Supply chain problems and how companies are managing them have captured the attention of a lot of investors this earnings season, but shoe companies Skechers (NYSE:SKX) and Crocs (NASDAQ:CROX) appear to have performed well in spite of these troubles. In fact, both companies reported record sales in the third quarter of 2021.
Here's why strained supply chains aren't holding these growth stories back this year, and why these two stocks are a buy in the shoe industry.
1. Skechers: U.S. sneakers at a value are still hot overseas
Skechers' revenue grew 19% year over year and 15% compared to 2019, hitting $1.55 billion in the third quarter. The new summer sales record came in spite of a temporary shutdown in the company's factories in Vietnam and slow port delivery in some geographies like Europe and the U.S. A rebound from depressed domestic sales led the charge, but Skechers remains a hot brand internationally. Revenue outside of the U.S. was up 18%, with India and China, in particular, expanding 68% and 10%, respectively, compared to 2020.
Shoes are manufactured mostly in emerging markets, so Skechers' large presence in these countries (roughly 60% of revenue is international), where its footwear is made, no doubt helped ease some of the supply problems it experienced. Its direct-to-consumer segment, including its online store, also increased 44%. Shipping directly to end customers via its own distribution centers (rather than shipping first to retailers and other distributors and then to consumers) also no doubt helped ease some of the burden on the world's stressed shipping and freight system.
In fact, Skechers' direct-to-consumer business has better profit margins than its traditional business, which helped lift gross profit margin on products sold and operating profit margin to 49.6% and 9.4%, respectively (compared to 48.1% and 7.1% in the third quarter of 2020). As a result, earnings per share had a 61% rebound over the prior-year quarter and were back to nearly even with where they were in 2019 before the pandemic.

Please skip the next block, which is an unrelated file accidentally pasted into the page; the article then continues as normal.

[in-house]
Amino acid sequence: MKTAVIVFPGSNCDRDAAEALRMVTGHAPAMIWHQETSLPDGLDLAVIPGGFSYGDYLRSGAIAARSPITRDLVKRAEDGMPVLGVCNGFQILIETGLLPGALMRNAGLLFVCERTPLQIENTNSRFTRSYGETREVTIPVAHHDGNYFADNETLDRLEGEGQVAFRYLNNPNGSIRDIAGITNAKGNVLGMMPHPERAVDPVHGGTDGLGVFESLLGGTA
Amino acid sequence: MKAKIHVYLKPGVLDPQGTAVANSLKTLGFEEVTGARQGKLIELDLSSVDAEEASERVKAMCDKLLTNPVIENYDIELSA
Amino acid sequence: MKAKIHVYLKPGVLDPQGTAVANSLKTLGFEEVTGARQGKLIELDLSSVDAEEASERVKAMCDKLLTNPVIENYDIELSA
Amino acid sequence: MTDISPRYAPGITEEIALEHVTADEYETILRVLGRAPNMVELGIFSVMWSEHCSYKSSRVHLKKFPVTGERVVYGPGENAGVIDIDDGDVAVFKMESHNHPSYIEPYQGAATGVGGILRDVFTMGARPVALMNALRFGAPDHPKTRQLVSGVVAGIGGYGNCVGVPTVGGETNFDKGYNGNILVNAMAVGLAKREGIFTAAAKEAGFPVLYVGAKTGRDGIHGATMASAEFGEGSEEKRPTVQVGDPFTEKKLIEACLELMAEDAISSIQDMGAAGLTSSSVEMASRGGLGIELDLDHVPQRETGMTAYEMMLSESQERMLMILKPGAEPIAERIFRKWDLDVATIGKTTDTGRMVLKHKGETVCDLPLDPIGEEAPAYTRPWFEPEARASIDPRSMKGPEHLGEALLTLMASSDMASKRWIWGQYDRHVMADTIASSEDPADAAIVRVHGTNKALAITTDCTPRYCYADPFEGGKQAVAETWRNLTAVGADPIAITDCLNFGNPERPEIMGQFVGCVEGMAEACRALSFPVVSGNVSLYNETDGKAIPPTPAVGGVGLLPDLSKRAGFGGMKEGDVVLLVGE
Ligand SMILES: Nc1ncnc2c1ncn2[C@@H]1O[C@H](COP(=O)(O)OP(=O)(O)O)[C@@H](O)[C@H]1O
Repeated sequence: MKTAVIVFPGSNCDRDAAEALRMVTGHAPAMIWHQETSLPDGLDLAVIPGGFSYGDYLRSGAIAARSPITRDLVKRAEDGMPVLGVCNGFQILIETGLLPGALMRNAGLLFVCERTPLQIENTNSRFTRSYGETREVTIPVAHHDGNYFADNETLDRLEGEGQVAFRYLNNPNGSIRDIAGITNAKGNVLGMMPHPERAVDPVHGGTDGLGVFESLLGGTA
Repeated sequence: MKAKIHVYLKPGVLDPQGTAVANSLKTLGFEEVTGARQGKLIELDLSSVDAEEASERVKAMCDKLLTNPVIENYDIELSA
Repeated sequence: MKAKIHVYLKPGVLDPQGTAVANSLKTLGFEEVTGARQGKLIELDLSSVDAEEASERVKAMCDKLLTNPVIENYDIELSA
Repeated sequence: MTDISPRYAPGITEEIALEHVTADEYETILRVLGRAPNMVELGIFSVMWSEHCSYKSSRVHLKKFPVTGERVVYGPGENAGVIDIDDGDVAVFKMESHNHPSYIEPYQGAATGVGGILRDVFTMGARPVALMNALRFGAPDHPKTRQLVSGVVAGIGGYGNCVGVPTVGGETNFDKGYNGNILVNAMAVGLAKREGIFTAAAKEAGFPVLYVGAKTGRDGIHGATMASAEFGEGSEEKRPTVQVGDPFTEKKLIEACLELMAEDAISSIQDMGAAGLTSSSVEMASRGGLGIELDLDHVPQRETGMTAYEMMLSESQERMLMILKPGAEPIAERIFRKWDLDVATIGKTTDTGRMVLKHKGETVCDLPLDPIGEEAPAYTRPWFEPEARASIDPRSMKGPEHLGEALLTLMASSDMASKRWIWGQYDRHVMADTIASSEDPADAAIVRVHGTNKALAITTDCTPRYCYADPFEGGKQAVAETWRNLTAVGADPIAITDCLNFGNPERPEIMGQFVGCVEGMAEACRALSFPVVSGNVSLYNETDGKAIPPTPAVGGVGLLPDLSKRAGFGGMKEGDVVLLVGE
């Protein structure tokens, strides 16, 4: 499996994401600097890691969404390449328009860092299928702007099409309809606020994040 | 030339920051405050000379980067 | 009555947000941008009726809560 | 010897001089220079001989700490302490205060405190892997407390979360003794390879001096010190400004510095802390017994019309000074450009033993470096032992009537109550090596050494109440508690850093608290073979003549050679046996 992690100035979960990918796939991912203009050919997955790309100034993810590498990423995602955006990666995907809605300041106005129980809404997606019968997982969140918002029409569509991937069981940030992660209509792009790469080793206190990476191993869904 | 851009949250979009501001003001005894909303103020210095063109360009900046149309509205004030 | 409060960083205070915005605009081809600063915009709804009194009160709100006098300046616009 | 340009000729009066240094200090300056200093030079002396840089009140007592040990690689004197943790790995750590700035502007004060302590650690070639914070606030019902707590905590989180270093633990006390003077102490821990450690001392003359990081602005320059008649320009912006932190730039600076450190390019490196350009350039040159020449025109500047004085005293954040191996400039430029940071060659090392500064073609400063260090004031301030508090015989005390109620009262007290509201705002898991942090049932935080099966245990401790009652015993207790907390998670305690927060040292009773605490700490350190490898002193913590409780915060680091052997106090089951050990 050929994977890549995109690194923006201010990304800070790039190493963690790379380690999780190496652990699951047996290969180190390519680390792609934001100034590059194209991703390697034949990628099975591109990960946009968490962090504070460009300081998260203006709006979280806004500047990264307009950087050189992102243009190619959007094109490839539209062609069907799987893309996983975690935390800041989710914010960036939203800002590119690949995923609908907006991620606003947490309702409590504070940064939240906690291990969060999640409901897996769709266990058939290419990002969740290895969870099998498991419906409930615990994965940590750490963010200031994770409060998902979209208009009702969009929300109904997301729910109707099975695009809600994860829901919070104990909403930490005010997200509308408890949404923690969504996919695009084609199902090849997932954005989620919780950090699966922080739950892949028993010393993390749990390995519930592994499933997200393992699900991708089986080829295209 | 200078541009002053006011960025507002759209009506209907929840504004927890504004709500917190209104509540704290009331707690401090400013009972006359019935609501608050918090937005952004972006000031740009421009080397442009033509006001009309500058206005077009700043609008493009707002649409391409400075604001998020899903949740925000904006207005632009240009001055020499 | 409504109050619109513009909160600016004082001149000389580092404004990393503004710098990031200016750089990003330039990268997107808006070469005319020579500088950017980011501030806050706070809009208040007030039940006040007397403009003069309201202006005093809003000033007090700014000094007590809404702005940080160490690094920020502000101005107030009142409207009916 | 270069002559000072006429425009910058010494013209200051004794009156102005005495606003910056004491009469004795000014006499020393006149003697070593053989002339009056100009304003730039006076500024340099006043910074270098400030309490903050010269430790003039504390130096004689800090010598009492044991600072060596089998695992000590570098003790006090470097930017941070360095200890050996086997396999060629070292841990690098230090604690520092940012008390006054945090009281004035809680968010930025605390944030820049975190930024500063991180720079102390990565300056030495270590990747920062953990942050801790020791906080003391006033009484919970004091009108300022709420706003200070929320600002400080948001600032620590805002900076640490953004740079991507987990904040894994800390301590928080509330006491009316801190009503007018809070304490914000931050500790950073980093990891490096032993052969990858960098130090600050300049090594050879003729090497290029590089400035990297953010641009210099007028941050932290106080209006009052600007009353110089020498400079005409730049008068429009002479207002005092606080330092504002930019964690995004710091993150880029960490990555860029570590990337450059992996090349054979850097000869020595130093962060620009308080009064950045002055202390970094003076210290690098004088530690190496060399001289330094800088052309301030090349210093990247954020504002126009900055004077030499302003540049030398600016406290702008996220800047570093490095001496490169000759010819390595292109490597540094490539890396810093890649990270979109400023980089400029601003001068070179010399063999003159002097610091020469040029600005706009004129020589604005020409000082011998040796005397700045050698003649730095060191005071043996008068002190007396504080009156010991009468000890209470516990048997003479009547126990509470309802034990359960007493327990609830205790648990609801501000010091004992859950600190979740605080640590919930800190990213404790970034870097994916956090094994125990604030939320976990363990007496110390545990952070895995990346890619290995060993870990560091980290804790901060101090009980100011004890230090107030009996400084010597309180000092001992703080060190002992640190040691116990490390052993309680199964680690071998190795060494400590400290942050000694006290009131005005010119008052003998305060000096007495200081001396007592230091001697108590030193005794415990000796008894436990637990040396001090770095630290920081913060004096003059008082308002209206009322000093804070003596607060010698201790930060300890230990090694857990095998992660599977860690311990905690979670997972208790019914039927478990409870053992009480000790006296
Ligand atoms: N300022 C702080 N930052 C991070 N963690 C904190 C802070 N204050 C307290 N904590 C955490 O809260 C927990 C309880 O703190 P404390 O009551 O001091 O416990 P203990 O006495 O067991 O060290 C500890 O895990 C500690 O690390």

Management is forecasting at least a 14% increase in sales for the fourth quarter, and is seeing early signs of improvement in supply chains and port delivery in some markets like Europe. At just 18 times trailing-12-month earnings, this longtime international growth story still looks like a value.
2. Crocs: The company hits another one out of the park
While Skechers briefly hit the skids in the early days of the pandemic, Crocs had an entirely different fate. The maker of foam clogs enjoyed a surge in demand last year as comfortable and practical kicks won out with consumers. That trend is continuing this year. In the third quarter, Crocs reported a 73% year-over-year increase in sales, and it doubled sales compared with the third quarter of 2019 to $626 million.
Like Skechers, Crocs also reported a temporary shutdown of its factories in Vietnam. But management said it was able to shift manufacturing elsewhere and use air freight to circumvent backups in other types of shipping. In spite of these issues, gross and operating margins came in at a lucrative 64% and 32%, respectively -- some of the best in the shoe industry, no doubt helped by the simplicity and low production cost of the company's footwear.
This torrid pace of growth isn't likely to last forever, but Crocs' management said during its recent investor presentation that it hopes to double annual sales to $5 billion (compared to what it expects to haul in this year) by 2026. An early outlook for 2022 shows that the company is on track to hit its goal, with Crocs saying it sees at least 20% sales growth next year compared to 2021 -- while generating adjusted operating profit in the high-20% range or more when excluding air freight expense.
As of this writing, Crocs' stock trades for just under 15 times trailing-12-month earnings. That suggests some investors still doubt that this growing brand is the real deal.
Admittedly, Crocs has been a cyclical company in times past. Sales went through a multi-year slump from 2014 to 2018. But since then, this love-it-or-hate-it shoe brand has been off to the races. If it can execute its growth strategy and double in size over the next five years, Crocs -- like Skechers -- could be a steal of a deal right now for long-term investors.